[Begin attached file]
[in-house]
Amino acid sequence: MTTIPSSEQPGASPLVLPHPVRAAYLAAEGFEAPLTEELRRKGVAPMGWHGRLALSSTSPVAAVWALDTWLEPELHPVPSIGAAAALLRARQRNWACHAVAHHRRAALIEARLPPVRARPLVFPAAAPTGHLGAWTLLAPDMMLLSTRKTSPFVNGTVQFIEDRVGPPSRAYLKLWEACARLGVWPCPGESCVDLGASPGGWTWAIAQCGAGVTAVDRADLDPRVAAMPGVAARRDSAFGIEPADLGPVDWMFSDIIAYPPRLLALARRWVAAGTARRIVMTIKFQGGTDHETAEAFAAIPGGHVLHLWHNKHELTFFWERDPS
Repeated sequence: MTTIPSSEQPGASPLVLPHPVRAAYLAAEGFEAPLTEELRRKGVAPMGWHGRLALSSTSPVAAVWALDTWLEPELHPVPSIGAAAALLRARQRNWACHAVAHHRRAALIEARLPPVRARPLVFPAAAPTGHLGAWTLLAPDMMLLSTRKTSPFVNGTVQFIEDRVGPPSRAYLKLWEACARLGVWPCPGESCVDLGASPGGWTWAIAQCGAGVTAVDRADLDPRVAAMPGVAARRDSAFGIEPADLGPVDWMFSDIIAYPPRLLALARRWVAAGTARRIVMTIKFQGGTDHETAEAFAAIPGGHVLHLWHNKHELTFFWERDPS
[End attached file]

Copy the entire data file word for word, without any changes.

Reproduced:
[in-house]
Amino acid sequence: MTTIPSSEQPGASPLVLPHPVRAAYLAAEGFEAPLTEELRRKGVAPMGWHGRLALSSTSPVAAVWALDTWLEPELHPVPSIGAAAALLRARQRNWACHAVAHHRRAALIEARLPPVRARPLVFPAAAPTGHLGAWTLLAPDMMLLSTRKTSPFVNGTVQFIEDRVGPPSRAYLKLWEACARLGVWPCPGESCVDLGASPGGWTWAIAQCGAGVTAVDRADLDPRVAAMPGVAARRDSAFGIEPADLGPVDWMFSDIIAYPPRLLALARRWVAAGTARRIVMTIKFQGGTDHETAEAFAAIPGGHVLHLWHNKHELTFFWERDPS
Repeated sequence: MTTIPSSEQPGASPLVLPHPVRAAYLAAEGFEAPLTEELRRKGVAPMGWHGRLALSSTSPVAAVWALDTWLEPELHPVPSIGAAAALLRARQRNWACHAVAHHRRAALIEARLPPVRARPLVFPAAAPTGHLGAWTLLAPDMMLLSTRKTSPFVNGTVQFIEDRVGPPSRAYLKLWEACARLGVWPCPGESCVDLGASPGGWTWAIAQCGAGVTAVDRADLDPRVAAMPGVAARRDSAFGIEPADLGPVDWMFSDIIAYPPRLLALARRWVAAGTARRIVMTIKFQGGTDHETAEAFAAIPGGHVLHLWHNKHELTFFWERDPS